Daytime Deer Activity
Although many people justifiably believe that deer are only active at night and at either end of the day, they can, however, be regularly seen at any time in the twenty-four-hour period. The probability of daytime deer activity does vary throughout the year though, primarily as a result of the roe deer’s annual cycle.
Spring and summer are the seasons when a significant amount of daytime activity can be expected.
So, let’s deal with each one in turn.
At this time of year, the males are moving around a lot more than they do in winter, because the yearling bucks are splitting up from their mother, as they search for pastures new. This is called dispersal.
At the same time, the adult bucks - those aged three and older – are establishing their territories (which they will hold until the latter part of summer), and therefore can often been patrolling their domain and chasing other antlered beasts away from their patch.
The sub-adult males – two-year-old bucks – are harried by the territorial bucks, and can find themselves being pushed from pillar to post, until things temporarily settle down a little in June. These males then become satellite bucks – where they live within the domain of an established buck's territory - or a live between males' territories - these are called peripheral bucks.
The pregnant does are less active than normal in the spring, though – see Why Are Female Roe Deer So Reclusive In Spring?
Late July through to mid-August is the time when daytime activity is most commonly seen; this is the peak in the roe deer’s mating season, otherwise known as the rut.
Interestingly though, daytime hostilities between the adult bucks just peaks before the rut, as a result of their blood testosterone levels reaching their highest levels of around 4 ng per ml during the period early to mid-July – as first reported in 1992 by Sempere. Mauget and Bubenik the Journal of Reproduction and Fertility.
During the rut itself, the does leave their fawns unattended for extended periods of time as they wander around the range, seeking the company of a virile buck. So, the adult males are commonly seen chasing the amorous does during their prolonged annual courtship.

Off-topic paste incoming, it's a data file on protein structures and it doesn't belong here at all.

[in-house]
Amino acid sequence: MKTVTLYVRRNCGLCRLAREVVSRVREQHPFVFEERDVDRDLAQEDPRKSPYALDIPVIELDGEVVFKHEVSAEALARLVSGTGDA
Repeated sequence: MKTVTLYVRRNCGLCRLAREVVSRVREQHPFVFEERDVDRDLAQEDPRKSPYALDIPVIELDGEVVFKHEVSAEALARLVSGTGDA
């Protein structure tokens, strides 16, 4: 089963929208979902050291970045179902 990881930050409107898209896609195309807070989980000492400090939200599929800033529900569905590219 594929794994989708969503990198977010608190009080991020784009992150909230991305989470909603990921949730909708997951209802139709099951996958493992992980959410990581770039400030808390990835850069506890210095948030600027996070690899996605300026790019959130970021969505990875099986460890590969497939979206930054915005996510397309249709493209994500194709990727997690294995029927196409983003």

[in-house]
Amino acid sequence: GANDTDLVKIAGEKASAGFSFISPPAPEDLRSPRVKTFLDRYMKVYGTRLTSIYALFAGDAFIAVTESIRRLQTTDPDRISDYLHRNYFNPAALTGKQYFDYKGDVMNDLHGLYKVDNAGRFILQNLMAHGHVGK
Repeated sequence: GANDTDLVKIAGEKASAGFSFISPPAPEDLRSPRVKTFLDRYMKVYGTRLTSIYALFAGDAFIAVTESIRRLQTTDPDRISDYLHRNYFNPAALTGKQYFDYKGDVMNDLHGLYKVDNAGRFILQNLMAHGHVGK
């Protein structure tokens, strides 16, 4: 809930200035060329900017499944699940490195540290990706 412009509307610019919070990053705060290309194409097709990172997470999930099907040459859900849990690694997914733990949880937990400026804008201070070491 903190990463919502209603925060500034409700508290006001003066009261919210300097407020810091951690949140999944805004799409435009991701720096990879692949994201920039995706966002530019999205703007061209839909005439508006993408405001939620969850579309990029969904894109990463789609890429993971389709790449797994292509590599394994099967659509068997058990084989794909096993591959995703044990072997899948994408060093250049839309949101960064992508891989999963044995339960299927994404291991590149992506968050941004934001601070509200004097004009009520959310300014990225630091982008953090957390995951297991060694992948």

Even although roe deer are especially active during the main part of the day during the spring and summer (especially from late July to mid-August), dawn and dusk are still the best times to see them; they are, by nature, animals most comfortable during the twilight hours.
Territorial Buck in Full Flight
It was a particularly hot spring day and I could see this adult buck resting in the long grass near the middle of the field. So, I thought I’d watch him for a while; I knew he was feeling particularly feisty that day, having watching him have an aggressive encounter with another adult buck earlier that morning. You can see a photo from this other incident in the parallel walking image - he is the most distant deer in the image.
After spending about thirty minutes just watching him, another buck, a yearling, ambled through the bushes just to the right of where I was positioned. The youngster moved along the bush-line and into the field, but inevitably the adult’s radar-like ears and super sensitive nose detected the young one’s approach. In no time at all, he was on his feet and had eyeballed the intruder.
As the young male momentarily stared back, the larger buck's territorial behaviour was triggered. Within a second, the elder was in full flight; bounding over the dry stems, launching himself in the direction of the yearling. Wisely taking heed, youngster skedaddled and vanished into the long grass of the neighbouring the field; his meagre pair of spikes and diminutive frame was in no position to mount a challenge to the larger beast.
After a brief excursion into the neighbouring field - maybe to just check the juvenile had indeed gone - the adult was soon back in ‘his’ field, settling down again for another rest, after which I left him to his solitude.
Technical Details of Image
Shutter time: 1/800 s Aperture: f/5.6 ISO: 720 Focal length: 550 mm